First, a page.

Press Release

August 8, 2012


LONDON, August 8: Hong Kong Olympic Chief Timothy T.T. Fok urged the government to increase its commitment to local sport as the London Olympics winds down to a successful end.

Fok, the President of the Sports Federation and Olympic Committee of Hong Kong, China, lauded the efforts of the 42-strong athlete squad and once again stressed the importance for more facilities and funding for sport in Hong Kong at a press conference held at the media centre inside the Olympic Village.

“Hong Kong was not embarrassed by the performance of the athletes at these Games,” Fok said. “Despite winning only one medal, so far, we are all very proud of our team.”

Fok was speaking just hours after the Hong Kong Men’s Table Tennis Team lost a closely fought encounter for the bronze medal against Germany.

With a number of athletes still to perform, including the 4x100m Men’s Relay Team, cyclist Chan Chun-hing in the Men’s Cross-Country Mountain Bike and swimmer Natasha Tang Wing-yung in the Women’s 10km marathon, Hong Kong’s medal count still stood at one – a bronze medal won by cyclist Sarah Lee Wai-sze in the Women’s Keirin race.

“Sport is about taking part but unfortunately we are judged by results. The difference between winning and finishing fourth, for instance, is such a small margin and we came close on a number of occasions. We are encouraged by these results and we must press forward,” Fok said.

Fok drew comparisons with host nation Britain who he said was on par – as far as results were concerned – with Hong Kong a few years ago, and said this should be used as an example of what could happen with increased funding.

“Look at Great Britain, at the 1996 Olympics they had the same number of gold medals as we did – one (Lee Lai-shan’s windsurfing gold) but look how far money from the Lottery’s fund has taken them,” Fok said.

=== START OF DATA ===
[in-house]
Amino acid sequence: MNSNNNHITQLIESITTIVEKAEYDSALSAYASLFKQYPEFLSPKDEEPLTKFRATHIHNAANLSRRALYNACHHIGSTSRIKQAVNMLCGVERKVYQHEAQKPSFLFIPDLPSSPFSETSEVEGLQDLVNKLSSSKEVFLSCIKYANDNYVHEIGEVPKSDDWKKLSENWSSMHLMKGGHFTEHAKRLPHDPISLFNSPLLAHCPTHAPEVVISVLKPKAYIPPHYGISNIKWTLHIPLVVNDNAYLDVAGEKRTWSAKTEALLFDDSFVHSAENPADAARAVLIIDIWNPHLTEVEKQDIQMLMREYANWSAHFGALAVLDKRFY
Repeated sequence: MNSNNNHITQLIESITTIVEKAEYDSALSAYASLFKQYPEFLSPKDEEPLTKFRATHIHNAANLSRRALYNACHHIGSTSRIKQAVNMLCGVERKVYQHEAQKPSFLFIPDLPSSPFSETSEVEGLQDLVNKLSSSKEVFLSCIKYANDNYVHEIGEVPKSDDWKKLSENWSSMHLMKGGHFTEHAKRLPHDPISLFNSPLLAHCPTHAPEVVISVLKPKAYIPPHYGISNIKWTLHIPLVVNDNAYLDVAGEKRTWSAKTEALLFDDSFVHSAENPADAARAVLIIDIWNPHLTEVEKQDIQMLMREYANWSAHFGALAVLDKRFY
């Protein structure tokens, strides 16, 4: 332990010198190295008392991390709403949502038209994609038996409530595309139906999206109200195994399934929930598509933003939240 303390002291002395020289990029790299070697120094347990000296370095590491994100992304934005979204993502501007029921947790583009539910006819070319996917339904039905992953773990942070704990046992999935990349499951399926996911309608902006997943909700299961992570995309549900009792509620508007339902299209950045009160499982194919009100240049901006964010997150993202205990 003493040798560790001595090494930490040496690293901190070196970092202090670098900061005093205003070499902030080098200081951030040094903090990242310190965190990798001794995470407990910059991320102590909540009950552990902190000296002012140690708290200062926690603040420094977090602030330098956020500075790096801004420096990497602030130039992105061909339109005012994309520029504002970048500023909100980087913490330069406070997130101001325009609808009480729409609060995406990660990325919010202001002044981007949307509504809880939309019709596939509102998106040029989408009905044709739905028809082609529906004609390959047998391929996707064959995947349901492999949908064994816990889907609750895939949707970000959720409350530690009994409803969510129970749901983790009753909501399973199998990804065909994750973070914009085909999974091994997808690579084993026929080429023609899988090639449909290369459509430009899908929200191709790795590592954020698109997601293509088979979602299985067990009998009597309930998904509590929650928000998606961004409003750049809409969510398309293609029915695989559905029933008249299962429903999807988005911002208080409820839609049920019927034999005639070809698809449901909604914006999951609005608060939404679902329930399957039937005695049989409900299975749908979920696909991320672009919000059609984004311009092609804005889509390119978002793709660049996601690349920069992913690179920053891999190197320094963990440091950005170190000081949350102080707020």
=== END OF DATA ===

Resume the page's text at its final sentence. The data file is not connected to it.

“We need more resources and money like Britain. Four years ago, after the Beijing Olympics, the government said they would provide more facilities but we are still waiting. I can wait but the athletes cannot afford to do the same,” Fok added.

His words were addressed mainly to Jonathan McKinley, Deputy Secretary for Home Affairs, who was also present at the press conference.

McKinley promised that the government’s support to the sports community would continue and said Hong Kong sport could hold its head up high despite not having a stable environment to work with.

“For the last four years, our athletes have been moving around as they did not have a settle facility due to the re-development of the Hong Kong Sports Institute. This will now be fully completed next year but despite all these challenges they have shown that they are no longer just taking part but are competing for medals,” McKinley said.

“The government has invested a lot in sport. We have spent a lot of money in redeveloping the Sports Institute in Fo Tan and last year gave HK$7 billion to setting up the Elite Athletes Development Fund.”

“Winning a medal is an extremely difficult thing to do but Hong Kong is getting closer as our athletes have shown at these Games. We have always had the potential but now we have shown we have the quality too. The government has promised to build more facilities and those promises will be kept and we will continue to invest in sport,” McKinley added.

In his round-up, Pang Chung, SF&OC Hon Secretary General, said there had been a marked improvement in performance from Hong Kong. Apart from the bronze medal won by Lee and the agonizing defeat of the Men’s Table Tennis Team to Germany, Pang also highlighted a number of other impressive feats including Yip Pui-yin’s efforts to reach the last eight in the women’s singles in badminton.

“We had 13 sports at the Olympics for the first time, including Archery and Judo making a comeback to the Games after 20 years and 16 years respectively,” Pang said.

“In Fencing we qualified in three disciplines in both men’s and women’s for the first time which is also notable and in windsurfing Hayley Chan Hei-man finished 12th despite still suffering from injury. She reminded me of Lee Lai-shan who at her first Olympics in Barcelona in 1992, finished in 11th place and then went on to win a gold in 1996. Hayley has shown this same determination,” Pang said.

Pang added: “We are greatly indebted to the government for giving us support but more attention must be given, especially to our youth.”

Ms. Vivien C.C. Lau , Chef de Mission of the Hong Kong contingent said that although Hong Kong still had some way to go to meet world standards, the athletes could take pride in their performance.

“Although our calibre is still some way off world standards, I’m satisfied with our results from the Games. We had some heartbreaking moments which might have seen us win a couple more medals, but overall I’m happy,” Lau said.